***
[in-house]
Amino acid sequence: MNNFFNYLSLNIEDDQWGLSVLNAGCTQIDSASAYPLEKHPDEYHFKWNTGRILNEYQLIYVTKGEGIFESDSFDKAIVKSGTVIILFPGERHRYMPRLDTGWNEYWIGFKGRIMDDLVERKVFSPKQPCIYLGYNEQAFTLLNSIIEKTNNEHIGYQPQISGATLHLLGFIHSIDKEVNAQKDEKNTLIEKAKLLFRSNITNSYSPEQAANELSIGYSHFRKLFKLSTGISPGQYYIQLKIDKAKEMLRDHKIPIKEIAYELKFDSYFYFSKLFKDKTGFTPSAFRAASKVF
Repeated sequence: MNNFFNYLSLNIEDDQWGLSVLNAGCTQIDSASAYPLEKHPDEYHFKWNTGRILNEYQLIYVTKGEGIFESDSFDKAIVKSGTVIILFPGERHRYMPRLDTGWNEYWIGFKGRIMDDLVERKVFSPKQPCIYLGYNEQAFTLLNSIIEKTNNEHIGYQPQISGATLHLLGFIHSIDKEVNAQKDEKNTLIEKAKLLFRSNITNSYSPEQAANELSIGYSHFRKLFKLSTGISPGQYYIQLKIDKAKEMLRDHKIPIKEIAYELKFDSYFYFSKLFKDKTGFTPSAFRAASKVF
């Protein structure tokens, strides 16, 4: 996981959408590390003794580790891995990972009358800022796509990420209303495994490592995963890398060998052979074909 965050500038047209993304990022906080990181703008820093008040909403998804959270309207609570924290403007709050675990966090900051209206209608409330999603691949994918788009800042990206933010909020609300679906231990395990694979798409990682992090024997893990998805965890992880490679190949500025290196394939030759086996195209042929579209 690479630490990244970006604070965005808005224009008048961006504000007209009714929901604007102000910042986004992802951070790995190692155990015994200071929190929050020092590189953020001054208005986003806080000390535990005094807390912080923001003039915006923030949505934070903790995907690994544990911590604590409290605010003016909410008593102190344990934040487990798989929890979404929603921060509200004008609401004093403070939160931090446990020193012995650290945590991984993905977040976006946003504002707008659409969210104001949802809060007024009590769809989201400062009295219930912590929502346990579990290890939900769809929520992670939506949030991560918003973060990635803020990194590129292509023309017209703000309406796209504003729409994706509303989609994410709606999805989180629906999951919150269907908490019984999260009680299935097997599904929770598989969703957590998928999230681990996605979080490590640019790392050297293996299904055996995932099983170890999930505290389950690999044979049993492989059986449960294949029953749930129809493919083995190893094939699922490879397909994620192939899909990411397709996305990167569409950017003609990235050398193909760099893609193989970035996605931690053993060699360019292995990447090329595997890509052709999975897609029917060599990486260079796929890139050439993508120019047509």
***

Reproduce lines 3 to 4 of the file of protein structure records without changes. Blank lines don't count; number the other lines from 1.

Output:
Repeated sequence: MNNFFNYLSLNIEDDQWGLSVLNAGCTQIDSASAYPLEKHPDEYHFKWNTGRILNEYQLIYVTKGEGIFESDSFDKAIVKSGTVIILFPGERHRYMPRLDTGWNEYWIGFKGRIMDDLVERKVFSPKQPCIYLGYNEQAFTLLNSIIEKTNNEHIGYQPQISGATLHLLGFIHSIDKEVNAQKDEKNTLIEKAKLLFRSNITNSYSPEQAANELSIGYSHFRKLFKLSTGISPGQYYIQLKIDKAKEMLRDHKIPIKEIAYELKFDSYFYFSKLFKDKTGFTPSAFRAASKVF
């Protein structure tokens, strides 16, 4: 996981959408590390003794580790891995990972009358800022796509990420209303495994490592995963890398060998052979074909 965050500038047209993304990022906080990181703008820093008040909403998804959270309207609570924290403007709050675990966090900051209206209608409330999603691949994918788009800042990206933010909020609300679906231990395990694979798409990682992090024997893990998805965890992880490679190949500025290196394939030759086996195209042929579209 690479630490990244970006604070965005808005224009008048961006504000007209009714929901604007102000910042986004992802951070790995190692155990015994200071929190929050020092590189953020001054208005986003806080000390535990005094807390912080923001003039915006923030949505934070903790995907690994544990911590604590409290605010003016909410008593102190344990934040487990798989929890979404929603921060509200004008609401004093403070939160931090446990020193012995650290945590991984993905977040976006946003504002707008659409969210104001949802809060007024009590769809989201400062009295219930912590929502346990579990290890939900769809929520992670939506949030991560918003973060990635803020990194590129292509023309017209703000309406796209504003729409994706509303989609994410709606999805989180629906999951919150269907908490019984999260009680299935097997599904929770598989969703957590998928999230681990996605979080490590640019790392050297293996299904055996995932099983170890999930505290389950690999044979049993492989059986449960294949029953749930129809493919083995190893094939699922490879397909994620192939899909990411397709996305990167569409950017003609990235050398193909760099893609193989970035996605931690053993060699360019292995990447090329595997890509052709999975897609029917060599990486260079796929890139050439993508120019047509």